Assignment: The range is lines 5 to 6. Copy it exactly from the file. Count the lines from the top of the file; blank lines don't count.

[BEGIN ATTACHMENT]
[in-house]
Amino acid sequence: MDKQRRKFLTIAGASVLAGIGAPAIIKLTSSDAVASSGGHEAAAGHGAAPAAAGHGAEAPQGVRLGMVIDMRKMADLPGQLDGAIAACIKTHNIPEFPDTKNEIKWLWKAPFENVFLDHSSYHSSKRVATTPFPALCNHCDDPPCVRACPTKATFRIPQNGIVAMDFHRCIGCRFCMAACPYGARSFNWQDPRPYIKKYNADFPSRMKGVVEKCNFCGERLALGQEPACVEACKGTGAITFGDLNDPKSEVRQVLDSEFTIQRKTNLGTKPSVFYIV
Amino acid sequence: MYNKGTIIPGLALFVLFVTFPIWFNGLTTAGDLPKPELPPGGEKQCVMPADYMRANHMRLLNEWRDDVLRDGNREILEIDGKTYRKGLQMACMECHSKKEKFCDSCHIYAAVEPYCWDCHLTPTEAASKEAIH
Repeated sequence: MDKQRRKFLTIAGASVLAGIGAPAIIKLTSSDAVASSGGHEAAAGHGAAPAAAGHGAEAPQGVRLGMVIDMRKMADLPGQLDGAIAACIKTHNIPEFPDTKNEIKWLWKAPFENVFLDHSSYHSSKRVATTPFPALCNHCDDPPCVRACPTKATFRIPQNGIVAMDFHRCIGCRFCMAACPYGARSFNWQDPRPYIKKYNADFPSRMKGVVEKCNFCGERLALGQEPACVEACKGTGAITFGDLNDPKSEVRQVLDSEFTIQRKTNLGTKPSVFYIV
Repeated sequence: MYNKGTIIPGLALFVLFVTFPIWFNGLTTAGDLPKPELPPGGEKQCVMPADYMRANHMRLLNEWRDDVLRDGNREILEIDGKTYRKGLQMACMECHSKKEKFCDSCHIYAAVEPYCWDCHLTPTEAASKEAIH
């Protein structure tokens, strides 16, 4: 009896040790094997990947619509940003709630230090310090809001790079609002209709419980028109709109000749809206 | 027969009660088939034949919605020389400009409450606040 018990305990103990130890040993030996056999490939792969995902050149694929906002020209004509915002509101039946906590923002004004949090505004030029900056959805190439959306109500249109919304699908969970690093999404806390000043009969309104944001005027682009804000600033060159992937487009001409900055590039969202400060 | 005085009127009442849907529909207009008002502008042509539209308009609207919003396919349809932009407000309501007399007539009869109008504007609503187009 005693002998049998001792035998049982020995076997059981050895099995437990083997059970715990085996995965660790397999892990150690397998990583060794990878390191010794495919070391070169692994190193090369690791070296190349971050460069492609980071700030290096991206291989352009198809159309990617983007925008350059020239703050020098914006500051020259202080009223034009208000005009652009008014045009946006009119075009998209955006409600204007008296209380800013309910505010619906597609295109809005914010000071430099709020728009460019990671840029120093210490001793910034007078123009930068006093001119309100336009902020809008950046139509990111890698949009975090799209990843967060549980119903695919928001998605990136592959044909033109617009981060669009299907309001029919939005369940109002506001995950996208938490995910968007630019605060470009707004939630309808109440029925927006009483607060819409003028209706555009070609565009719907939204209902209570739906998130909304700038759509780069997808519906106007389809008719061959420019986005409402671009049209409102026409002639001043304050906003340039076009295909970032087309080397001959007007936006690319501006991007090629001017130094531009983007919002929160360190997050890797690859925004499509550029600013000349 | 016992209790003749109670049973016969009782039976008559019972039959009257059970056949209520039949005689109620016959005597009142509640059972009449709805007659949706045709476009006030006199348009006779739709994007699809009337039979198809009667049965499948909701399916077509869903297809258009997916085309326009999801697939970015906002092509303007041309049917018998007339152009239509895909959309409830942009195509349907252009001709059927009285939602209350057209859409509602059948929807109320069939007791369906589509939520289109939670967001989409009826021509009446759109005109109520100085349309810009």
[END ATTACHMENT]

Repeated sequence: MYNKGTIIPGLALFVLFVTFPIWFNGLTTAGDLPKPELPPGGEKQCVMPADYMRANHMRLLNEWRDDVLRDGNREILEIDGKTYRKGLQMACMECHSKKEKFCDSCHIYAAVEPYCWDCHLTPTEAASKEAIH
């Protein structure tokens, strides 16, 4: 009896040790094997990947619509940003709630230090310090809001790079609002209709419980028109709109000749809206 | 027969009660088939034949919605020389400009409450606040 018990305990103990130890040993030996056999490939792969995902050149694929906002020209004509915002509101039946906590923002004004949090505004030029900056959805190439959306109500249109919304699908969970690093999404806390000043009969309104944001005027682009804000600033060159992937487009001409900055590039969202400060 | 005085009127009442849907529909207009008002502008042509539209308009609207919003396919349809932009407000309501007399007539009869109008504007609503187009 005693002998049998001792035998049982020995076997059981050895099995437990083997059970715990085996995965660790397999892990150690397998990583060794990878390191010794495919070391070169692994190193090369690791070296190349971050460069492609980071700030290096991206291989352009198809159309990617983007925008350059020239703050020098914006500051020259202080009223034009208000005009652009008014045009946006009119075009998209955006409600204007008296209380800013309910505010619906597609295109809005914010000071430099709020728009460019990671840029120093210490001793910034007078123009930068006093001119309100336009902020809008950046139509990111890698949009975090799209990843967060549980119903695919928001998605990136592959044909033109617009981060669009299907309001029919939005369940109002506001995950996208938490995910968007630019605060470009707004939630309808109440029925927006009483607060819409003028209706555009070609565009719907939204209902209570739906998130909304700038759509780069997808519906106007389809008719061959420019986005409402671009049209409102026409002639001043304050906003340039076009295909970032087309080397001959007007936006690319501006991007090629001017130094531009983007919002929160360190997050890797690859925004499509550029600013000349 | 016992209790003749109670049973016969009782039976008559019972039959009257059970056949209520039949005689109620016959005597009142509640059972009449709805007659949706045709476009006030006199348009006779739709994007699809009337039979198809009667049965499948909701399916077509869903297809258009997916085309326009999801697939970015906002092509303007041309049917018998007339152009239509895909959309409830942009195509349907252009001709059927009285939602209350057209859409509602059948929807109320069939007791369906589509939520289109939670967001989409009826021509009446759109005109109520100085349309810009």